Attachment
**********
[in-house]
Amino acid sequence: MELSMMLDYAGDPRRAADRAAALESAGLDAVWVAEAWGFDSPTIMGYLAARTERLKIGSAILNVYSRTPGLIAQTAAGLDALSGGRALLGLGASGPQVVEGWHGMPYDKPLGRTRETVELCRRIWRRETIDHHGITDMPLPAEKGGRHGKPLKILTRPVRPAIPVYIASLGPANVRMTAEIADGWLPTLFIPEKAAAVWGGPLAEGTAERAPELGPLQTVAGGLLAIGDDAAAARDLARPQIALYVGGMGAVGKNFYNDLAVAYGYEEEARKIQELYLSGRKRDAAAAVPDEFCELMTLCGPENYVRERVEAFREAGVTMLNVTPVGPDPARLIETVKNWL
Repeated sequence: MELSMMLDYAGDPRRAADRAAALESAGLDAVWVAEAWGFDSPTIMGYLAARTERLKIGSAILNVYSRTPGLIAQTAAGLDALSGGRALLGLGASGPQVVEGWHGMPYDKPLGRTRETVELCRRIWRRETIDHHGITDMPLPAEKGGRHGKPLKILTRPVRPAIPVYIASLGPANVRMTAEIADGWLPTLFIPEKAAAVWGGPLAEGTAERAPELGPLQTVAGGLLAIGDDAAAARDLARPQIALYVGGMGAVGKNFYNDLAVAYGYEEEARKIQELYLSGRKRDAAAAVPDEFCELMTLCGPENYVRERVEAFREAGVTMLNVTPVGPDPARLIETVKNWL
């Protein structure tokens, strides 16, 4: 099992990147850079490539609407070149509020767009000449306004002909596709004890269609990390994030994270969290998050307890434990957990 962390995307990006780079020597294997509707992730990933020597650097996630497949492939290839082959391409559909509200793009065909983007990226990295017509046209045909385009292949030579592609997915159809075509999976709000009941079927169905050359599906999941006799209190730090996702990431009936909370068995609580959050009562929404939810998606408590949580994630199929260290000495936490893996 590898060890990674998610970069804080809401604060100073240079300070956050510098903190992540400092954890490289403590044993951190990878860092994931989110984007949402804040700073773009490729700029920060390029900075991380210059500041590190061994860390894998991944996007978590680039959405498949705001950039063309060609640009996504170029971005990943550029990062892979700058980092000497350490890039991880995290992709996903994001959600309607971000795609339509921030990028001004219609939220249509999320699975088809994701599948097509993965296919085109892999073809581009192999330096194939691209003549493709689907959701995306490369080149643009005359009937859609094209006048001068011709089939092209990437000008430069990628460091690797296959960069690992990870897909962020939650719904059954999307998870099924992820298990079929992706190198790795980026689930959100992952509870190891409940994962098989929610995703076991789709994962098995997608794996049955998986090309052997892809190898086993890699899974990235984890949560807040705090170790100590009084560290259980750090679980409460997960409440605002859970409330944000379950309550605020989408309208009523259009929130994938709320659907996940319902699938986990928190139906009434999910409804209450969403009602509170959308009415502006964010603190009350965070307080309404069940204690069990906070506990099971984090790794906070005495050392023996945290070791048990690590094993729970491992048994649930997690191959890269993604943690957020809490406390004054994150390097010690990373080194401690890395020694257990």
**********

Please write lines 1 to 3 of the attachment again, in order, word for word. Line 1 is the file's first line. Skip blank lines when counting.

[in-house]
Amino acid sequence: MELSMMLDYAGDPRRAADRAAALESAGLDAVWVAEAWGFDSPTIMGYLAARTERLKIGSAILNVYSRTPGLIAQTAAGLDALSGGRALLGLGASGPQVVEGWHGMPYDKPLGRTRETVELCRRIWRRETIDHHGITDMPLPAEKGGRHGKPLKILTRPVRPAIPVYIASLGPANVRMTAEIADGWLPTLFIPEKAAAVWGGPLAEGTAERAPELGPLQTVAGGLLAIGDDAAAARDLARPQIALYVGGMGAVGKNFYNDLAVAYGYEEEARKIQELYLSGRKRDAAAAVPDEFCELMTLCGPENYVRERVEAFREAGVTMLNVTPVGPDPARLIETVKNWL
Repeated sequence: MELSMMLDYAGDPRRAADRAAALESAGLDAVWVAEAWGFDSPTIMGYLAARTERLKIGSAILNVYSRTPGLIAQTAAGLDALSGGRALLGLGASGPQVVEGWHGMPYDKPLGRTRETVELCRRIWRRETIDHHGITDMPLPAEKGGRHGKPLKILTRPVRPAIPVYIASLGPANVRMTAEIADGWLPTLFIPEKAAAVWGGPLAEGTAERAPELGPLQTVAGGLLAIGDDAAAARDLARPQIALYVGGMGAVGKNFYNDLAVAYGYEEEARKIQELYLSGRKRDAAAAVPDEFCELMTLCGPENYVRERVEAFREAGVTMLNVTPVGPDPARLIETVKNWL